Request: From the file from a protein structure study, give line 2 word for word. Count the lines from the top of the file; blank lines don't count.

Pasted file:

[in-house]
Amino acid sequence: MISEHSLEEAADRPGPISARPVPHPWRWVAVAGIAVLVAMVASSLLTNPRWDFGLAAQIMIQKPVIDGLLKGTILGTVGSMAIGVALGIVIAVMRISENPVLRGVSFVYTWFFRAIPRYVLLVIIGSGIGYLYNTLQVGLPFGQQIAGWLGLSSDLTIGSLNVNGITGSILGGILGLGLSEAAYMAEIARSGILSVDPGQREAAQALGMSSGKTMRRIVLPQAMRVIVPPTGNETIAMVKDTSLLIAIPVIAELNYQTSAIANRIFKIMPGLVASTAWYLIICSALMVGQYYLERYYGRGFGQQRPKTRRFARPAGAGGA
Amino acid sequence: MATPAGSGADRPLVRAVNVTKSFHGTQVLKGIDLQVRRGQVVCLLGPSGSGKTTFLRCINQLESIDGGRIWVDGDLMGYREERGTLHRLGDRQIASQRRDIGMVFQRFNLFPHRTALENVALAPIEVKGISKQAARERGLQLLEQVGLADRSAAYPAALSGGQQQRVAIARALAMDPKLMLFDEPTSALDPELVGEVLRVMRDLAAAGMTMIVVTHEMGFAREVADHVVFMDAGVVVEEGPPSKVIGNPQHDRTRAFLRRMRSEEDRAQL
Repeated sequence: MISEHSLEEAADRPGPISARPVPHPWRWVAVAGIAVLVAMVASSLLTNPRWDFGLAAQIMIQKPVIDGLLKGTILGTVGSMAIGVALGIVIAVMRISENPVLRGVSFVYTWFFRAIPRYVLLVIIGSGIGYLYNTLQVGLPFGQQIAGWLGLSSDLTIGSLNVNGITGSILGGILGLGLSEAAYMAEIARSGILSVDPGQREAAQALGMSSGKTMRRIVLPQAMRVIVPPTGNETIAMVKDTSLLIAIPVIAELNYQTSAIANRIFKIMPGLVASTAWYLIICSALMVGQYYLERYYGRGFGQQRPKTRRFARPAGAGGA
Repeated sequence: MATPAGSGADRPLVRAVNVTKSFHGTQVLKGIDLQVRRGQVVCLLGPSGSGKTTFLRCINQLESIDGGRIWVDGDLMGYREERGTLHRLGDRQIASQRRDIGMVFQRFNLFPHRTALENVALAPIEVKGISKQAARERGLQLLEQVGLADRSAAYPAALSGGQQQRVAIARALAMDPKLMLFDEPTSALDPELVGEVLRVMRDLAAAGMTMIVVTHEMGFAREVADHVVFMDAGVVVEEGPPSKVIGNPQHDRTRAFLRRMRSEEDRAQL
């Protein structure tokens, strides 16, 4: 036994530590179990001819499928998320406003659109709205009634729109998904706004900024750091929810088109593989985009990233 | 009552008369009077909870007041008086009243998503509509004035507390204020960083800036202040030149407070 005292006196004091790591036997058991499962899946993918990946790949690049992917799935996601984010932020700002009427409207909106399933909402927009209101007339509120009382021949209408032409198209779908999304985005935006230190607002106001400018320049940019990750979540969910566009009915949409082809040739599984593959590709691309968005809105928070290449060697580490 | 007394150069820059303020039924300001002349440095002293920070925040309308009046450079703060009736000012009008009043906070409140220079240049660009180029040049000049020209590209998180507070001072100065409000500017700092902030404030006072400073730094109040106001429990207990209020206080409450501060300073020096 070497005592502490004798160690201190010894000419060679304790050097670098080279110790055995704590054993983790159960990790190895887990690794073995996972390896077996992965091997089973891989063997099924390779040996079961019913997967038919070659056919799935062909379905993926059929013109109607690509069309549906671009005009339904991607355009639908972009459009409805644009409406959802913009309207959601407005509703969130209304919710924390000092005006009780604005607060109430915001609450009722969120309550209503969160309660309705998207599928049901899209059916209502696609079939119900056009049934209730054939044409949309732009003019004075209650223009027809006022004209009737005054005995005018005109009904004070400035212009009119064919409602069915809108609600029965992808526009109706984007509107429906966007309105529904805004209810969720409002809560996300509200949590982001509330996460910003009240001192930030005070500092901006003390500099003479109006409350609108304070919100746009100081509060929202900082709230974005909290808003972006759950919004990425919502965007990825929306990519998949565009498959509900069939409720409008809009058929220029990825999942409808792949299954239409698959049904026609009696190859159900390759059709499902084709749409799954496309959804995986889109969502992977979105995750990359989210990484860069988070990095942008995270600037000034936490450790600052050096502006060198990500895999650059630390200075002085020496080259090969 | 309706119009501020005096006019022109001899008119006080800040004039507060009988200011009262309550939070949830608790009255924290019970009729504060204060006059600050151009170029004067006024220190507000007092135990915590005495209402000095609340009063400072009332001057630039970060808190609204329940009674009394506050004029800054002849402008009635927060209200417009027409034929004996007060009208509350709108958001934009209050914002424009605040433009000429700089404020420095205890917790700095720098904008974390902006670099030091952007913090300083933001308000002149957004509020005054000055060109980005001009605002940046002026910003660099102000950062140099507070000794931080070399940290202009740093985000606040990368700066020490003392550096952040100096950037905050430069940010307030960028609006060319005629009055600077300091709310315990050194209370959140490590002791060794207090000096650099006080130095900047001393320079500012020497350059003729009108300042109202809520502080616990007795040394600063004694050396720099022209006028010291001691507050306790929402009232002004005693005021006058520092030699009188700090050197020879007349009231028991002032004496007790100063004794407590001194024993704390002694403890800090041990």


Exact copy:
Amino acid sequence: MISEHSLEEAADRPGPISARPVPHPWRWVAVAGIAVLVAMVASSLLTNPRWDFGLAAQIMIQKPVIDGLLKGTILGTVGSMAIGVALGIVIAVMRISENPVLRGVSFVYTWFFRAIPRYVLLVIIGSGIGYLYNTLQVGLPFGQQIAGWLGLSSDLTIGSLNVNGITGSILGGILGLGLSEAAYMAEIARSGILSVDPGQREAAQALGMSSGKTMRRIVLPQAMRVIVPPTGNETIAMVKDTSLLIAIPVIAELNYQTSAIANRIFKIMPGLVASTAWYLIICSALMVGQYYLERYYGRGFGQQRPKTRRFARPAGAGGA